I firmly believe that we can’t look to Government to always lead...we must lead ourselves. This year, Freelancers will overtake the public sector in terms of numbers. We need to support the freelance generation, the doers who go against the grain.
With Indycube, I’m supporting communities that are increasingly being left behind. We have ambitions and aspirations beyond our resources, but if you don’t aim for the stars… It’s not a large-scale organisation. In many ways I am now the IT department, the HR department, the accountant and at times the caterer. Its sink or swim in the big bad world and for me it's been an interesting year!
But has it been the right thing for me to do?
Unquestionably so. I am happier, healthier and the basic income days that come with working for Indycube have allowed me to pursue other areas I have always wanted to spend more time on. A book is in the offing and Streetmate Consulting, my “Nudge” enterprise has been involved in a few interesting projects. I’m also freer in my politics and am the current PPC for the Green Party in my home constituency.
But what of my former workplace? Life goes on, I am sure.
I think there are lots of people like me who really want the best for the organisations they work for. I tried for years to make that happen. But by the end I was demotivated and may have invited an element of negativity to my role and those around me. I don’t believe that’s unusual...but I wasn’t prepared to stay and perpetuate it.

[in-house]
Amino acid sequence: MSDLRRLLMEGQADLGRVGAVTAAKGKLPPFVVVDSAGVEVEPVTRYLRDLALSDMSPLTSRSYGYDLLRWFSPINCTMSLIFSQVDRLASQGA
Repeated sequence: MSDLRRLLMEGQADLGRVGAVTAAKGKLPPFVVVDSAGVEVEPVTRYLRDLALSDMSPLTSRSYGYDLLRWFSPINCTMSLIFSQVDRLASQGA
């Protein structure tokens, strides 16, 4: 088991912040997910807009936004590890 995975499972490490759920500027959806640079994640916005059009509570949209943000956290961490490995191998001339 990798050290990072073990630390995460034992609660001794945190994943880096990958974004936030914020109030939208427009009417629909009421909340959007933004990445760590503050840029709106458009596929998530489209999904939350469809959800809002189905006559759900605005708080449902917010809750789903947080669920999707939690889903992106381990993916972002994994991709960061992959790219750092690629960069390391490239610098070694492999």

I attended an event a while ago representing Indycube. After the event it was said in an offhand way that I hated my former employer. This was a hammer blow to someone who campaigned for devolution and spent much of their working life trying to make the most of what we have in Wales. I see myself as a critical friend of Government.
I can’t say I am not disappointed with Government in Wales. Is anyone really satisfied with what we have? Should we be happy with what we have and what we have achieved? Can we not have critical friends? Is comment and discourse that maybe goes against the current thinking automatically seen as opposition? The challenge and debate that was suggested and I expected from devolution has not materialised.